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Financial Times (May 30)

2013/ 05/ 31 by jd in Global News

“In France, when public servants cash in by taking private sector jobs, it is called pantouflage. In Japan, it is amakudari (“descent from heaven”); and, in the US, it is normal.” The revolving door between government and private sector jobs is a perplexing global issue that recently garnered attention in Britain when the head of tax collection became a consultant to Deloitte.


New York Times (May 29)

2013/ 05/ 30 by jd in Global News

SoftBank’s takeover of the mobile phone provider Sprint could benefit U.S. consumers. SoftBank “was largely responsible for making high-speed Internet affordable to consumers in the early 2000s by offering faster service and at prices that were less than half of N.T.T.’s rates. A few years later, it used a similar low-price strategy in the wireless business. If it competes aggressively in the United States, SoftBank could help shake up the highly concentrated American industry.”


CFO Magazine (May Issue)

2013/ 05/ 29 by jd in Global News

“In the face of extreme weather and natural disasters, companies are reengineering their supply chains for added reliability.” ATMI, Kimberly-Clark, Royal Caribbean and Ford Motor are just a few of the companies “that have elevated climate change in their enterprise risk management methodologies. Indeed, according to a September 2012 survey by the independent Carbon Disclosure Project, 83% of S&P 500 companies are integrating climate change into ERM processes.”


Financial Times (May 28, 2013)

2013/ 05/ 28 by jd in Global News

The visit of China’s Premier Li Keqiang to India brought progress on trade agreements and a new goal to achieve $100 billion in bilateral trade during 2015. The visit helped restore relations, overwrought since territorial incursions, between the two nations which account for nearly two-fifths of global trade. “It will take more than a few trade deals to overcome the suspicion with which India regards its eastern neighbour… But deeper economic ties are a good place to start, as long as both sides play fair. The greater the trade, the better the chance that trust will follow in its wake.”


Washington Post (May 27, 2013)

2013/ 05/ 27 by jd in Global News

The U.S. has often benefited from the dollar which serves as the global exchange currency, but this is “turning into an extravagant curse. The United States wants export-led growth. So do most other countries. Not all can succeed…. The dollar’s global role puts the United States at a special disadvantage. It’s one cause of slow U.S. growth and high joblessness.”


Euromoney (May Issue)

2013/ 05/ 26 by jd in Global News

“The Cyprus solution is inadequate as well as sending the wrong messages on depositors’ risks and free capital flows. Then there’s Slovenia…and Italy….. So the euro debt crisis is not over….. Markets are far too sanguine about the outcomes.”


The Economist (May 25, 2013)

2013/ 05/ 25 by jd in Global News

“Unfortunately, the idea that the euro is yesterday’s problem is a dangerous figment. In reality, Europe’s leaders are sleepwalking through an economic wasteland…. For everyone’s sake, Europe’s leaders must shake themselves out of their lethargy. They must grasp that if they do not act, the euro zone faces stagnation or break-up—possibly both.”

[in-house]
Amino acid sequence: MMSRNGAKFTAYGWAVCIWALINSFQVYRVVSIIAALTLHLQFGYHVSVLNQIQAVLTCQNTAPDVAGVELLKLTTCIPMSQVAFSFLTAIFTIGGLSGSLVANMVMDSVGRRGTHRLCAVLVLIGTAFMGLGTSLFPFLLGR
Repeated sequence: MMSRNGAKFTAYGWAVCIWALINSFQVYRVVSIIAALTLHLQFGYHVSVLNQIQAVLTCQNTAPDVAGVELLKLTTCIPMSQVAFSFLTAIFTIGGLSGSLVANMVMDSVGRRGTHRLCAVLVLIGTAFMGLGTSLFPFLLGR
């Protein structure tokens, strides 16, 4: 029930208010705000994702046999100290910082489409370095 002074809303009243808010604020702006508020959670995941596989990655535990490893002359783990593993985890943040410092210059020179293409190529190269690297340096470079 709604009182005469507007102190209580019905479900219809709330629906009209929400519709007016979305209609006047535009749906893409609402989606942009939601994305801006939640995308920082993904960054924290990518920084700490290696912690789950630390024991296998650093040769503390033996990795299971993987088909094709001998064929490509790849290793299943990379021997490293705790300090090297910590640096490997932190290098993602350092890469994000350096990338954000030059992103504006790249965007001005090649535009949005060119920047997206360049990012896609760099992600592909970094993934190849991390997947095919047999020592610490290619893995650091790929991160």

Investment Week (May 22, 2013)

2013/ 05/ 24 by jd in Global News

Mark Carney will soon head the Bank of England (BOE). In his last speech as Governor of the Bank of Canada, he was critical of European leaders for not doing enough to stimulate the economy, blaming Europe’s lingering recession on “fiscal austerity, low confidence and tight credit conditions” and warning against a lost decade. In contrast, Carney was highly supportive of recent monetary stimulus by the Bank of Japan. Much of Carney’s future success at the BOE will be determined by the state of the eurozone, which accounts for the majority of U.K. trade.


Wall Street Journal (May 21, 2013)

2013/ 05/ 23 by jd in Global News

“Today the U.S. is the world’s largest gas producer and amid the hydraulic fracturing and horizontal drilling boom could become a global supplier.” Recent approvals have allowed some exports to proceed. “Regulatory indecision,” however, has created a backlog of export proposals, some involving Japanese firms, awaiting approval. “Such deals will wither if regulatory uncertainty grows.”


Washington Post (May 20, 2013)

2013/ 05/ 22 by jd in Global News

“For all the wonders of the digital revolution, there is a turbulent and largely hidden underside of theft and disruption that grows by the day; the losses are often not counted in stacks of $20 bills but rather in millions of dollars of intellectual property stolen or compromised. Computer networks are vital to American capitalism and society but remain surprisingly vulnerable to hijack and hijinks.” More worryingly, the electric grid and much of the public infrastructure is also vulnerable. The U.S. needs to “erect better defenses” against cyberattack.


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